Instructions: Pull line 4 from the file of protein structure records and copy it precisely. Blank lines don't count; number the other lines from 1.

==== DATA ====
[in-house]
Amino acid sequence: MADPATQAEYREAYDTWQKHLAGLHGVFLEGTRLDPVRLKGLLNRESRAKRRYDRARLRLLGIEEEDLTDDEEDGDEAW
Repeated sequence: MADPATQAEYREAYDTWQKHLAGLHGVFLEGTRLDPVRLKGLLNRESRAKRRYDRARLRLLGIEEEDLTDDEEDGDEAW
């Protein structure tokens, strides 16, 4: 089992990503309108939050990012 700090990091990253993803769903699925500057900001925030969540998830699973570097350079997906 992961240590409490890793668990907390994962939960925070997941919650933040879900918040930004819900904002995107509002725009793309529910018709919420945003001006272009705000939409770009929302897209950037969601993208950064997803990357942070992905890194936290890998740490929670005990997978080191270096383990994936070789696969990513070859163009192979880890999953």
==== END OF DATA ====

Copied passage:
């Protein structure tokens, strides 16, 4: 089992990503309108939050990012 700090990091990253993803769903699925500057900001925030969540998830699973570097350079997906 992961240590409490890793668990907390994962939960925070997941919650933040879900918040930004819900904002995107509002725009793309529910018709919420945003001006272009705000939409770009929302897209950037969601993208950064997803990357942070992905890194936290890998740490929670005990997978080191270096383990994936070789696969990513070859163009192979880890999953």